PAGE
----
________________ CM . . . . Volume XVI Number 4. . . .September 18, 2009


Jacob Two-Two Meets the Hooded Fang.

Mordecai Richler. Illustrated by Dušan Petriši'c.
Toronto, ON: Tundra Books, 1975/2009.
87 pp., hardcover, $12.99.
ISBN 978-0-88776-925-2.

Grades 3-7 / Ages 8-12.

Review by Todd Kyle.

**** /4

Reviewed from Advance Review Copy.



Standing inside the gates of the children’s prison, Jacob Two-Two stared up into the menacing face of the warden – the dreaded Hooded Fang.

“Remove this prisoner to the lowest, dampest dungeon,” growled The Hooded Fang. “And put him on a diet of stale bread and water.”

Jacob, who is two plus two plus two years old, feels left out of all of his older siblings’ activities, not to mention his being ignored by adults. After being humiliated by a grocer while running an errand, Jacob dreams that he is arrested for mocking the grocer and sent to the horrific Children’s Prison led by the frightening Hooded Fang. His only hope is to be rescued by Child Power – his brother and sister – by enlisting the help of the demoralized inmates. The rescue almost fails until Jacob is able to prove that the Hooded Fang is really a child at heart himself.

     This is a reissue of Richler’s now classic 1975 tale which has spawned two sequels and a TV series, not to mention a third sequel soon to be written by the talented Cary Fagan. It features new illustrations by Dušan Petriši'c which thankfully avoid trying to “update” the book’s image and instead concentrate on classic depictions of a monster and a frightened, but not quite helpless, child.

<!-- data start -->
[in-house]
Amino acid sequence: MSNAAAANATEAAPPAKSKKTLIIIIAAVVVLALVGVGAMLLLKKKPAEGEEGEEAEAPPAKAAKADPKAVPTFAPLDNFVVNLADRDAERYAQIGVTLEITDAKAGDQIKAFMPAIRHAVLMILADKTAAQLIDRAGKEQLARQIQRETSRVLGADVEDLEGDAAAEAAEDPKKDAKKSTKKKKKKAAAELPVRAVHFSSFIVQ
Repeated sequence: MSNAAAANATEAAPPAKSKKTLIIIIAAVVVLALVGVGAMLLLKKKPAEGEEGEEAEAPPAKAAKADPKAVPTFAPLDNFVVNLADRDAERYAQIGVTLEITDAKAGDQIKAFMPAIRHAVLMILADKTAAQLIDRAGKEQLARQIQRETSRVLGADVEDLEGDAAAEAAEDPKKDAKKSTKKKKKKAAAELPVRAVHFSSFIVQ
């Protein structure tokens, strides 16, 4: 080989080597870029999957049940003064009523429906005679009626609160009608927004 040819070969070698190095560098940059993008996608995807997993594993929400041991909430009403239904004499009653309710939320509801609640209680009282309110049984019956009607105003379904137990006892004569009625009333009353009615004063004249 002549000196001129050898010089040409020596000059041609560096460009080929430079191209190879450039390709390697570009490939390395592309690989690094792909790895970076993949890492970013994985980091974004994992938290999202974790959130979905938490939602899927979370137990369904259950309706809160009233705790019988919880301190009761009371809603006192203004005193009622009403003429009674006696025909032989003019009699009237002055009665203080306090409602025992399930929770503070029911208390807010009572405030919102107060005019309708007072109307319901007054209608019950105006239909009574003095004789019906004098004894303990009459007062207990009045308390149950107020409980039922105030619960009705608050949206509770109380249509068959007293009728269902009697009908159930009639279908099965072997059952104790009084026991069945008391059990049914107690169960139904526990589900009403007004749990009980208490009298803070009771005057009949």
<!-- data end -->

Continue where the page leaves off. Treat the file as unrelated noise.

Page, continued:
In many ways, this book is a fable for adults, not children, for it skewers with precision all of the minor “crimes” about which we adults tend to lecture kids. For some readers, the prison is frightening, not the least for its Holocaust echoes. It could also be argued that in 2009 there aren’t any stuck-up adults who don’t care a hoot about kids’ freedom. But the fun of this book, and its sly message, have not gone away. Children will still cheer on Jacob and Child Power just as much as adults will yearn for Jacob’s escape from tyranny; kids will identify with a kid’s right to be a kid as much as adults will recognize their own tendency to sweat the incredibly small stuff. This adult sure did.

Highly Recommended.

Todd Kyle, a former President of the Canadian Association of Children’s Librarians, is currently a library branch manager in Mississauga, ON.

To comment on this title or this review, send mail to cm@umanitoba.ca.

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